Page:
Hollygate Vets's home page
  • Call our surgery02890 817109
  • Out of hours02890 651729

Coping With Fireworks

Fireworks are fun, but not for your pet

Fireworks can make celebrations exciting for us, but they’re not always quite as much fun for our pets.

From a recent PDSA study 61% of UK owners reported that their pets are scared of fireworks. Have you thought about how much distress your pet may suffer?

Whilst this figure is an improvement of 12% since 2010 and is a credit to the work and intervention of vets, behaviourists and owners, it’s still nearly two thirds of all our pets that are scared at these times.

As the improvements show, there are things that we can do to help keep them calmer and safer. It’s up to us and you as pet owners to help them cope and make sure their fireworks nights are as easy as they can be.

Generally, most pet struggle. Animals have acute senses: for them every flash and bang can be unexpected and alarming. Think about how your pet reacts to fireworks, or if you haven’t had them when there have been fireworks going on, how they respond to loud noises. Do they show any of the following behaviours?

  • Cowering or hiding behind the sofa
  • Trying to run away or escape, or digging up the carpet
  • Soiling in the house
  • Restlessness – pacing or panting for dogs or over grooming for cats
  • Dogs – barking incessantly

If they show any of these signs, your pet might need help coping.

Book a FREE NURSE CONSULTATION on 028 9081 7109

What can I do to help?

Ideally, it’s best to prepare some time in advance. Speak to one of our vets at least 6-12 weeks in advance. Long term behavioural therapy really needs to be looked at some months in advance. However, we can start to help you with some short term help, and then look at long term management in the future.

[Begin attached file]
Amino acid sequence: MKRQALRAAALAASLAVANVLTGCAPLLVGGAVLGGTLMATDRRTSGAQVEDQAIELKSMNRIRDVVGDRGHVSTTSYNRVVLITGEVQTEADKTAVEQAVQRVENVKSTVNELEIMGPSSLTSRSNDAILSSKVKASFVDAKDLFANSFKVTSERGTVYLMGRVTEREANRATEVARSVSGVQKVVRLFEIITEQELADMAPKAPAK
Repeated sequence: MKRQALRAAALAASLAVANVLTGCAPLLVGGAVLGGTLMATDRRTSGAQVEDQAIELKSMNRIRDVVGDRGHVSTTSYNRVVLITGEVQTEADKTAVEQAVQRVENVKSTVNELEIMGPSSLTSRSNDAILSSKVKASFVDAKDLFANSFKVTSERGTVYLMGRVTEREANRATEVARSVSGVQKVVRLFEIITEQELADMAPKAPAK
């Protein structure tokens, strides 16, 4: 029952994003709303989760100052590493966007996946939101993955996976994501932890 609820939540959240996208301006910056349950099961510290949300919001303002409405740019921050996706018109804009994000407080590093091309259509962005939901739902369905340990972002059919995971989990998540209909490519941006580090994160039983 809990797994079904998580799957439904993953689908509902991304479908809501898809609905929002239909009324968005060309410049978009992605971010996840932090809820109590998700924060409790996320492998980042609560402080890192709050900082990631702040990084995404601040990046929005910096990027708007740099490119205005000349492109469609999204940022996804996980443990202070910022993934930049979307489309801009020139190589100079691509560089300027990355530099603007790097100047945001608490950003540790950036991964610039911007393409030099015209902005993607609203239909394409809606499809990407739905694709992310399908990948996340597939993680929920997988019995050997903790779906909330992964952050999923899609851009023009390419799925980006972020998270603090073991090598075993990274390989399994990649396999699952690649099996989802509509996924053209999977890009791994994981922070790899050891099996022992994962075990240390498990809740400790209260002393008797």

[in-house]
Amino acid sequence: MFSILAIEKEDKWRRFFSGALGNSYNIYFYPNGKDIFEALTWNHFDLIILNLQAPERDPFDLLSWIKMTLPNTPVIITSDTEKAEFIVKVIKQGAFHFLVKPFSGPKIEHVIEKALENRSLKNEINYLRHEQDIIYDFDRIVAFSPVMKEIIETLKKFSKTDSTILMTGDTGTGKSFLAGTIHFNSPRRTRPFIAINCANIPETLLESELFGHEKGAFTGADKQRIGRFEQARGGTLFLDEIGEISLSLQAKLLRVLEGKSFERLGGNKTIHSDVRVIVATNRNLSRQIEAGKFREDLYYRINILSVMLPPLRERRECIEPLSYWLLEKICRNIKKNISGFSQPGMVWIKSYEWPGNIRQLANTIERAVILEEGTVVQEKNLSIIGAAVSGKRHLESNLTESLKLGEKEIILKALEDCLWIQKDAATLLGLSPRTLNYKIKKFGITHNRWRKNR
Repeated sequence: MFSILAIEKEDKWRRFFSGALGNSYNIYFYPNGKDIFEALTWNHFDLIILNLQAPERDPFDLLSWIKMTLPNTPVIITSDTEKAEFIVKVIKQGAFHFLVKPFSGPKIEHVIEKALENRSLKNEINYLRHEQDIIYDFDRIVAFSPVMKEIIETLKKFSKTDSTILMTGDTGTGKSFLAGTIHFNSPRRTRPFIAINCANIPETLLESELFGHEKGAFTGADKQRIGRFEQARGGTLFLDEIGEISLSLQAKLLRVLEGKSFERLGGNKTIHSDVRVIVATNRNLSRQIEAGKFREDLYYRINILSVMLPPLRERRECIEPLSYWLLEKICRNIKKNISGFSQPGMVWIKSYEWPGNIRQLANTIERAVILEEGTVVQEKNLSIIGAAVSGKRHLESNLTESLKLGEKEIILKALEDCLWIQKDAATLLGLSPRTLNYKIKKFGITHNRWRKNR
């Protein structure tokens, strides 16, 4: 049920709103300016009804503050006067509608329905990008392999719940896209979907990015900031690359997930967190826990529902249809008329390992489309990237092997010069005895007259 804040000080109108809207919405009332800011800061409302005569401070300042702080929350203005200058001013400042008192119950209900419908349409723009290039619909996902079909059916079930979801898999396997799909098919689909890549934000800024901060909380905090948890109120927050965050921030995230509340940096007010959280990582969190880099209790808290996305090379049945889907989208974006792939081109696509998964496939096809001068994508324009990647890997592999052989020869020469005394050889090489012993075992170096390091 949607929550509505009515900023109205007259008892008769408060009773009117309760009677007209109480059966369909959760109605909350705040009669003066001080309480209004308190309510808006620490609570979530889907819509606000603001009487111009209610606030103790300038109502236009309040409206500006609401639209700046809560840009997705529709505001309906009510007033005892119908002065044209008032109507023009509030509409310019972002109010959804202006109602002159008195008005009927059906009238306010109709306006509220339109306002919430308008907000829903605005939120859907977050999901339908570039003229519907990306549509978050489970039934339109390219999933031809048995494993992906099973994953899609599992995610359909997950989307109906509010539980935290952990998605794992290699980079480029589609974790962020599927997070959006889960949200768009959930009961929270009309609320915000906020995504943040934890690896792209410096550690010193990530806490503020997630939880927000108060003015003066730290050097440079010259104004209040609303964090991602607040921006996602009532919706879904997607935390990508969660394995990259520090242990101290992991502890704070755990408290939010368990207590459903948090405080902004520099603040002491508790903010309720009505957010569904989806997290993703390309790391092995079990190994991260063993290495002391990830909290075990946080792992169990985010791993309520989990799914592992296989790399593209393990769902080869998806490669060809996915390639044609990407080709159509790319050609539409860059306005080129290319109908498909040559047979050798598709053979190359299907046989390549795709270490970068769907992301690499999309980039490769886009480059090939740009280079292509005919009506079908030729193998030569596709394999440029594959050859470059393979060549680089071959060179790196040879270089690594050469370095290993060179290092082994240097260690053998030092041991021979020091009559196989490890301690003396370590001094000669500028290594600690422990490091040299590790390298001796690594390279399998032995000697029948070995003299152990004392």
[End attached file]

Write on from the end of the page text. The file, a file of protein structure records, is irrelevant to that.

Short Term Management

Talk to one of our vets or nurses – it’s a good idea to discuss this to see what additional therapies can be instigated to help ease the stress – there are many to choose from.

There are many things you can do at home which our nurses and vets can give you full advice on, these include –

Building a den – it is important that your pet has their own safe place with which they have positive associations. This gives them somewhere to hide when they are uneasy or worried. A den is useful all year around, but especially good for the firework season. Our nurses can help you design something to suit you.
For dogs it is important to address smells, treats, toys and sound prevention – many tips are available at our nurse consults.

For cats – think 3D – cats feel more comfortable up high – we may need to help you with how and where to positon their den. Have you more than one cat? It is important to remember every single cat needs two dedicated hiding places.

Update their identification – Is your pet microchipped? Prior to firework season make sure they are microchipped and the details are up to date so if they do run away scared we can help reunite them with you when they are found. At Hollygate, we can help you update your records or even check what information is linked to your pet’s microchip. Contact us as soon as possible to organise getting your pet microchipped as this can take a couple of weeks to get the chip registered.